Holy Smoke! How and Why Incense is Used in Religion and Spirituality
(The 3-Minute Weekly Insight from Spirituality U.)
According to the adoremus.org web site, “The word ‘incense’ is derived from the Latin incendere, which means “to burn.” Incense is commonly used as a noun to describe aromatic matter that releases fragrant smoke when ignited, to describe the smoke itself, and as a verb to describe the process of distributing the smoke.
The burning of incense is used in a variety of religions (and also in secular settings) as a symbolic sacrificial offering to a deity, as a form of prayer, and as a way of invoking emotions and attitudes. Incense is sometimes called the “Food of the gods,” reflecting the idea that it was a gift from the gods in primordial times, and that lighting incense is a way of not only honoring the holy ones but also of nourishing them.
Moreover, in recent decades the use of incense has spread beyond strictly religious contexts and into spiritual and even non-spiritual settings where, according to S. Brent Plate, it is used for “purification, protection, healing, memory, the marking of time and even the visual creation of space.’
The reason why incense holds such a powerful place in our spiritual lives may relate to the way our sense of smell connects to our brain and thus our consciousness. According to Plate in his book, A History of Religion in 5 ½ Objects, our olfactory (smelling) system is plugged directly into the place in our brains where memories are stored and emotions are processed. He adds, “Smell touches our species’ deep desires and fears.”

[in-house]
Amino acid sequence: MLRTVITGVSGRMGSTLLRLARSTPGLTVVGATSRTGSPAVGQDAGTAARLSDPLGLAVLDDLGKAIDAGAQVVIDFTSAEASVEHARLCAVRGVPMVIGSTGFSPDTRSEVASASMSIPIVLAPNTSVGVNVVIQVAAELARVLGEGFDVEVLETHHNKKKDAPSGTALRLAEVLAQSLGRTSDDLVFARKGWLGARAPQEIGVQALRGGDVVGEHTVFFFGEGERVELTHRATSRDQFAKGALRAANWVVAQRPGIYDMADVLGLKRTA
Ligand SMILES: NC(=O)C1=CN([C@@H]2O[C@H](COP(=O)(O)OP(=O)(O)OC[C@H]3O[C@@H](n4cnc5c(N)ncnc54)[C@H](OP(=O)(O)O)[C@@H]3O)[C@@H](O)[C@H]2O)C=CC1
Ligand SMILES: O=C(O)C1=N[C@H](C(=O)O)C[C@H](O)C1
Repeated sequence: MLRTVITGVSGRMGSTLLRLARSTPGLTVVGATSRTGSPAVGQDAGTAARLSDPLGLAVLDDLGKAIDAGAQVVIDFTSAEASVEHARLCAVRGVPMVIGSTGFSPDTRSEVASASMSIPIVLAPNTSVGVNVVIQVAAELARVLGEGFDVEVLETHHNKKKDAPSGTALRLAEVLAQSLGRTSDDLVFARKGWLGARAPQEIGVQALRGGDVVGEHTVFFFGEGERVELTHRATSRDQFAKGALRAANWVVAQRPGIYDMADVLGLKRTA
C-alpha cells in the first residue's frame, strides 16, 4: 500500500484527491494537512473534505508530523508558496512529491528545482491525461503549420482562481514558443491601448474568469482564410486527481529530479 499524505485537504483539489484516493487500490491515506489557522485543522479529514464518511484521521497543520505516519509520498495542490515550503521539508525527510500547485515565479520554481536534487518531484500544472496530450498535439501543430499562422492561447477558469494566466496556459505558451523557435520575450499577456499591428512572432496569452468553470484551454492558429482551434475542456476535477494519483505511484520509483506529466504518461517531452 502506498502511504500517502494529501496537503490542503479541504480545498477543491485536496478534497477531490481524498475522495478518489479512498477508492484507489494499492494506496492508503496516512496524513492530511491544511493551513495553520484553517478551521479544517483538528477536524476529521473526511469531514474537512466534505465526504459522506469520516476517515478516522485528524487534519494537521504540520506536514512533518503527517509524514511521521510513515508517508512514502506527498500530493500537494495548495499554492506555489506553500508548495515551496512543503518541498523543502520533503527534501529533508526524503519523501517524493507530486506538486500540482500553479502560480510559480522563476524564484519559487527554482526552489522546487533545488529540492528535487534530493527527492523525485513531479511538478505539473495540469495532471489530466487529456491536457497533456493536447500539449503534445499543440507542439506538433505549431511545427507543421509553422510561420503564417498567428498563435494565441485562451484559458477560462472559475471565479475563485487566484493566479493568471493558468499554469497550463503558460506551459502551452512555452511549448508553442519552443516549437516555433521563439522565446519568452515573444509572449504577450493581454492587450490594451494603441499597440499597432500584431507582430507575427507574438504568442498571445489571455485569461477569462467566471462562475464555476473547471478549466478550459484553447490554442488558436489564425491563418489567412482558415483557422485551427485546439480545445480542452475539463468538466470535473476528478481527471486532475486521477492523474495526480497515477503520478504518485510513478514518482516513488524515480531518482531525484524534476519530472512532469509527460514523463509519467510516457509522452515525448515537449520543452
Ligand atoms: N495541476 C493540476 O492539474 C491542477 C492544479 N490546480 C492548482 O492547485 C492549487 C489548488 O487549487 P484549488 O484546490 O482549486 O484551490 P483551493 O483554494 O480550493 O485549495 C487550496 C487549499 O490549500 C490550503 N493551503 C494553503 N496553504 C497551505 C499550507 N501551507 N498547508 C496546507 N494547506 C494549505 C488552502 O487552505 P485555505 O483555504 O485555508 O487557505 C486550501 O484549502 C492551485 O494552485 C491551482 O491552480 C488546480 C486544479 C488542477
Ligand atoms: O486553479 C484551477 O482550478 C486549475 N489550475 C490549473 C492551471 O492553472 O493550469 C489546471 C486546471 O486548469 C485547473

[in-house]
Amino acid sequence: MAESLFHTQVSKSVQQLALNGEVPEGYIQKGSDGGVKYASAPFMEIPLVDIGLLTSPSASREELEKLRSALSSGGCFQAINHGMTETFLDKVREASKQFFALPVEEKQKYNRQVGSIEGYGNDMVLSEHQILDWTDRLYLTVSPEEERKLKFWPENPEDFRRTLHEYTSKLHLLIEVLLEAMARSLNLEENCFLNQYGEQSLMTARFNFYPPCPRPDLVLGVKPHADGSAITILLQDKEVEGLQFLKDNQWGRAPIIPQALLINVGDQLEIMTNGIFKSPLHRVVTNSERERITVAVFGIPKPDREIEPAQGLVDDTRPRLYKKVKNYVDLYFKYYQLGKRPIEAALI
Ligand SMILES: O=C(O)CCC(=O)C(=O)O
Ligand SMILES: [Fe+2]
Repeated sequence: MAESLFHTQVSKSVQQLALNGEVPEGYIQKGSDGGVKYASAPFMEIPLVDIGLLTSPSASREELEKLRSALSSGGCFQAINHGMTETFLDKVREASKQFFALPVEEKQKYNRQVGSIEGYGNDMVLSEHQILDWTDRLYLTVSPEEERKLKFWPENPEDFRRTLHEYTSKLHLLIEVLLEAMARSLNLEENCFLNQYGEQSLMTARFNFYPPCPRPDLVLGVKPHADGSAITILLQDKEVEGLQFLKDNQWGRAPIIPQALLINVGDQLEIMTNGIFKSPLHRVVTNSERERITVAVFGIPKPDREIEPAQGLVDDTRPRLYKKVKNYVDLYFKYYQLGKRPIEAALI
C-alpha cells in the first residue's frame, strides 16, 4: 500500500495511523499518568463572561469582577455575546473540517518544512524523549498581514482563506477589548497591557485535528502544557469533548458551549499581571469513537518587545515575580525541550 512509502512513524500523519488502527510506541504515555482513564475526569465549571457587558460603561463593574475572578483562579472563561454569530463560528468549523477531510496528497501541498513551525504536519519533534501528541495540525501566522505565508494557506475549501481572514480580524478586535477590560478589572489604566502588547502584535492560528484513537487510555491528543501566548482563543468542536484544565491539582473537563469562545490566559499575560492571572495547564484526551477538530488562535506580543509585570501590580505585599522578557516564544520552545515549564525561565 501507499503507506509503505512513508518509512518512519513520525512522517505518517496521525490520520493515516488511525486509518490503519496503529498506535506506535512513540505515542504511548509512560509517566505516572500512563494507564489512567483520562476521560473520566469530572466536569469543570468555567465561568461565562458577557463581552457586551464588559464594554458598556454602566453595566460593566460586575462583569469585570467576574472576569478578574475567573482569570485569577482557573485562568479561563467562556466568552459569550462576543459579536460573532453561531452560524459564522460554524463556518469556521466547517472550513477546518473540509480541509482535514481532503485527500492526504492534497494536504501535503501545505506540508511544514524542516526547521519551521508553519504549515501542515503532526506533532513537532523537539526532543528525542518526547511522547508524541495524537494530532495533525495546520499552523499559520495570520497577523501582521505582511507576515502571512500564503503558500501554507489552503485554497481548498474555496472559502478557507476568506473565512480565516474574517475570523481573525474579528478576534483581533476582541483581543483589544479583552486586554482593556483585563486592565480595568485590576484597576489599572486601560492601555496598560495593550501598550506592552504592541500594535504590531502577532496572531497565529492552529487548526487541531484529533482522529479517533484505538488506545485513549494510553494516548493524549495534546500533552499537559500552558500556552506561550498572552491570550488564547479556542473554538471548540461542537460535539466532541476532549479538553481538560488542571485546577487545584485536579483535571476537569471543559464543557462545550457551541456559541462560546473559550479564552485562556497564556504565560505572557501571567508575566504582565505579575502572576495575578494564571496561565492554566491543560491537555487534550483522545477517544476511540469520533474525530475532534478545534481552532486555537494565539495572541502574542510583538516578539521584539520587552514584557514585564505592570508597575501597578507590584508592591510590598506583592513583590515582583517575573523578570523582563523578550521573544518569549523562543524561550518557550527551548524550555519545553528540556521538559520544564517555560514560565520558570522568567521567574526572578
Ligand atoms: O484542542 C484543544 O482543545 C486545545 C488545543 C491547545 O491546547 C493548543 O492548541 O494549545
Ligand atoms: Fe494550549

The use of incense in a religious context dates back to the third millennium BCE. Religious folks in China and other parts of the Far East began using incense at about the same time.
These days incense is used in religious rituals by Hindus, Buddhists, Native Americans and especially Christians in the Catholic, Orthodox and Anglican (Episcopal in the US) faiths. It is not typically used by mainstream Protestant or Evangelical Christian denominations. Nor is it typically used in worship by Jews or Muslims.
The way incense is used in Western Catholic and Eastern Christian traditions can provide a powerful model for the symbolic use of fragrant smoke. First, in these traditions incense is used to represent the prayers of the faithful rising to heaven. Second, according to adoremus.org, “Incense is a sacramental [something that is designed to enhance devotion] used to venerate, bless, and sanctify. [Third], its smoke conveys a sense of mystery and awe.”
In Roman Catholic practice, incense can be used at the beginning of Mass or another important ritual as a method of purifying and honoring items and persons involved in the spiritual activity. In this “censing” process, incense is placed in a special burner called a “thurible” and then lit. The thurible typically hangs at the end of a chain and the person performing the ritual (or a religious deputy) swings the thurible sending aromatic smoke toward the altar, the congregation, and religious leaders.
For more information about the religious and spiritual uses of incense visit: